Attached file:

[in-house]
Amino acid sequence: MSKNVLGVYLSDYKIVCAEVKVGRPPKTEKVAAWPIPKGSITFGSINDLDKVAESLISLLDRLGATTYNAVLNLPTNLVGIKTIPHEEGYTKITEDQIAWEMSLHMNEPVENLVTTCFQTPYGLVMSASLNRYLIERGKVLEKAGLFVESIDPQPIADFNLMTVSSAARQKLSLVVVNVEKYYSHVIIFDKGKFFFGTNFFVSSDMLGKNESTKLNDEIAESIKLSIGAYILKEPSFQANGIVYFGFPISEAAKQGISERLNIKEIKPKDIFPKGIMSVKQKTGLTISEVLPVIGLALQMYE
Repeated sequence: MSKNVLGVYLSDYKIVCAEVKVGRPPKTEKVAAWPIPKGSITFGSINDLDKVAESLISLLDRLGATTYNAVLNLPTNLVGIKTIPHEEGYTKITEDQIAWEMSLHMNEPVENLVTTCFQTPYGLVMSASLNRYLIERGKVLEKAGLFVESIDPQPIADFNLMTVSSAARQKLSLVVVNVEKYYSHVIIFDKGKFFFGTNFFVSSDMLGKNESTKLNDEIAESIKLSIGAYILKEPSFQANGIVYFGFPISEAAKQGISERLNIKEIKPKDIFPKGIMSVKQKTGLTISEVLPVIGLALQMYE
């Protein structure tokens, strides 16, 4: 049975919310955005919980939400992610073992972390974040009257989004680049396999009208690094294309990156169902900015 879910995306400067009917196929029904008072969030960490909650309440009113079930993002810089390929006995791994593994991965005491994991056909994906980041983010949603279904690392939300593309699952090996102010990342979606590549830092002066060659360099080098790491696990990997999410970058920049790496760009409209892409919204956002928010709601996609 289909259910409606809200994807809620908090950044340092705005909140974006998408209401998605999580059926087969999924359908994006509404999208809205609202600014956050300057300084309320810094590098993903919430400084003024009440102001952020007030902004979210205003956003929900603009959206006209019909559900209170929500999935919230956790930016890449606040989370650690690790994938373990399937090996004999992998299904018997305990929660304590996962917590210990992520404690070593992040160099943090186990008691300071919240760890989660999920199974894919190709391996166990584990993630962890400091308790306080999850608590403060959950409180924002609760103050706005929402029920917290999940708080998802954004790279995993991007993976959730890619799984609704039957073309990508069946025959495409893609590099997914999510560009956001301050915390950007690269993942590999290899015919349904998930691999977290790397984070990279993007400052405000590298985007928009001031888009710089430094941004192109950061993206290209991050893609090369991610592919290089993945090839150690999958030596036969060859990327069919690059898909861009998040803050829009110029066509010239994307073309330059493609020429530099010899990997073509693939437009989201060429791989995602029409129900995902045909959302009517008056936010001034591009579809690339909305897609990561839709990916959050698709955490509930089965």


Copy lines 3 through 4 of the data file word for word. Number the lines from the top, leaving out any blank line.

Repeated sequence: MSKNVLGVYLSDYKIVCAEVKVGRPPKTEKVAAWPIPKGSITFGSINDLDKVAESLISLLDRLGATTYNAVLNLPTNLVGIKTIPHEEGYTKITEDQIAWEMSLHMNEPVENLVTTCFQTPYGLVMSASLNRYLIERGKVLEKAGLFVESIDPQPIADFNLMTVSSAARQKLSLVVVNVEKYYSHVIIFDKGKFFFGTNFFVSSDMLGKNESTKLNDEIAESIKLSIGAYILKEPSFQANGIVYFGFPISEAAKQGISERLNIKEIKPKDIFPKGIMSVKQKTGLTISEVLPVIGLALQMYE
């Protein structure tokens, strides 16, 4: 049975919310955005919980939400992610073992972390974040009257989004680049396999009208690094294309990156169902900015 879910995306400067009917196929029904008072969030960490909650309440009113079930993002810089390929006995791994593994991965005491994991056909994906980041983010949603279904690392939300593309699952090996102010990342979606590549830092002066060659360099080098790491696990990997999410970058920049790496760009409209892409919204956002928010709601996609 289909259910409606809200994807809620908090950044340092705005909140974006998408209401998605999580059926087969999924359908994006509404999208809205609202600014956050300057300084309320810094590098993903919430400084003024009440102001952020007030902004979210205003956003929900603009959206006209019909559900209170929500999935919230956790930016890449606040989370650690690790994938373990399937090996004999992998299904018997305990929660304590996962917590210990992520404690070593992040160099943090186990008691300071919240760890989660999920199974894919190709391996166990584990993630962890400091308790306080999850608590403060959950409180924002609760103050706005929402029920917290999940708080998802954004790279995993991007993976959730890619799984609704039957073309990508069946025959495409893609590099997914999510560009956001301050915390950007690269993942590999290899015919349904998930691999977290790397984070990279993007400052405000590298985007928009001031888009710089430094941004192109950061993206290209991050893609090369991610592919290089993945090839150690999958030596036969060859990327069919690059898909861009998040803050829009110029066509010239994307073309330059493609020429530099010899990997073509693939437009989201060429791989995602029409129900995902045909959302009517008056936010001034591009579809690339909305897609990561839709990916959050698709955490509930089965």